The Life of Holiness, Romans 1:2-4 (pp. 47-70)
Posted by Robert C. on March 13, 2013
(See the reading schedule and introductory post here. Note: I’m deviating slightly from the posted schedule since the original schedule overlooked how the discussion of verses 3 and 4 starts on p. 52.)
Jim begins with a discussion about digressions, and about connectives that function as punctuation. This is because verse 2 begins a five verse digression. I especially like Jim’s discussion of the contrast between our scientific culture, where “we prize simplicity and getting to the point,” and how this contrasts with the tendency for Paul (and Paul’s culture) to place more value on in-depth digressions: “digressions allowed writers to show how [various facets of the subject matter] are interconnected” (p. 49). I think Cheryl’s comment #3 in the previous post nicely expresses the challenge in our fast-paced modern society of valuing the kind of depth and interconnectedness that a more patient style of writing and thinking affords.
Next, Jim discusses three terms, promised, prophets, and holy scriptures (pp. 49-51). Together, I think these three terms establish an important and intriguing emphasis on the power of language. Jim doesn’t get into this issue too much here, but I’m intrigued by the link between the emphasis in verse 1 on Paul’s own calling to be a messenger, and the manner in which he was set apart to preach the good news of the Gospel. There’s a kind of proliferation at work here with the word-as-sword that comes to Paul, and causes him to separate from the world, and the manner in which Paul’s calling as an apostle enacts the repeating pattern of messengers carrying God’s promises that establish/effect the good news of the Gospel.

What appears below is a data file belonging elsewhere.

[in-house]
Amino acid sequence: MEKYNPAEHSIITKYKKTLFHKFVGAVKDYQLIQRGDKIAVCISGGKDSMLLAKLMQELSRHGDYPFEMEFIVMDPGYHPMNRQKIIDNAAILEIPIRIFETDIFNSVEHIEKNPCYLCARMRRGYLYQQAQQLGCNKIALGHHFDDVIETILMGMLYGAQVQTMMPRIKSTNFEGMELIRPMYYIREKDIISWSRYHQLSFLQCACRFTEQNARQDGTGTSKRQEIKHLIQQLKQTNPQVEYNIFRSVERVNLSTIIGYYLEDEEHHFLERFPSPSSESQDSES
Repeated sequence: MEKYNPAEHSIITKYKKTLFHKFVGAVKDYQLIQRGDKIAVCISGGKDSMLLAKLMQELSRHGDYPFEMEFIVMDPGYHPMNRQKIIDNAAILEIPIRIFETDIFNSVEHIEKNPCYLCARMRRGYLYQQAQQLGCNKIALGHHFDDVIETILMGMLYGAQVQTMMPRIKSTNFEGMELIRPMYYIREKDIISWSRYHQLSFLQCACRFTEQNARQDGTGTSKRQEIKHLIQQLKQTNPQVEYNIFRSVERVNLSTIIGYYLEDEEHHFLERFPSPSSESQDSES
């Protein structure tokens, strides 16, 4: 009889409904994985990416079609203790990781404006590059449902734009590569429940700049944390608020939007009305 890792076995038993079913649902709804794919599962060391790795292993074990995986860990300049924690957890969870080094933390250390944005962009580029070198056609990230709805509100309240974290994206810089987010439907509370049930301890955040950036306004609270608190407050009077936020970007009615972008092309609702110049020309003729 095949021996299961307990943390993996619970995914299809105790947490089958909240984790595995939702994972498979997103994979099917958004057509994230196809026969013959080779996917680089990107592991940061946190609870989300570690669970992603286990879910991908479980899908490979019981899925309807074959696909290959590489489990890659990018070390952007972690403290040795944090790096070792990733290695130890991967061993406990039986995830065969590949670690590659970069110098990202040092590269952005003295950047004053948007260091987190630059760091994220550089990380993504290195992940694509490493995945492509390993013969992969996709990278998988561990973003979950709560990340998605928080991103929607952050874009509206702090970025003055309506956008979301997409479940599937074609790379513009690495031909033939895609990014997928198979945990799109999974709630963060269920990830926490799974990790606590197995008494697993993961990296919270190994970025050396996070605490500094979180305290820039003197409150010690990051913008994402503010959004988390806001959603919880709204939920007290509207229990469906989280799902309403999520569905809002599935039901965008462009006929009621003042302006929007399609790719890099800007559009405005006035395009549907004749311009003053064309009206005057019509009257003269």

Paul, however, is not simply reiterating the understood message of the prophets, but providing a reinterpretation of Jewish scripture, in light Paul’s conviction regarding the divinity of Jesus Christ (pp. 51-52).
The language in this verse establishes a connection between divinity and humanity: Jesus is God’s son, but our Lord (pp. 52-54). Note: “Lord” here is the same word as Jehovah/Yahweh in the Old Testament.
One of the most unique and enduring ideas that Christianity offers to other cultures which have recognized the fallen(/tragic) nature of humankind, is the manner in which this divinity-humanity gap is to be bridged: “the gap is not crossed by the human becoming divine but by the divine becoming human” (p. 55). This condescension of God represents God’s response to our suffering, and this is the essence of Christian salvation.
Jim next offers a fascinating discussion regarding the tension between the spirit and the body (pp. 56-58). The gap between divinity and humanity is parallel to the tension we often experience between the spirit and the body. So, Paul’s description of Christ being God’s (spiritual) son, but also “the seed of David according the the flesh” already suggests the manner in which Jesus Christ stands as a kind of bridge between this gap between spirit and body, on the one hand, and divinity and humanity, on the other (Jim also discusses this on pp. 64-65 in the context of “the Son of God” in v. 4).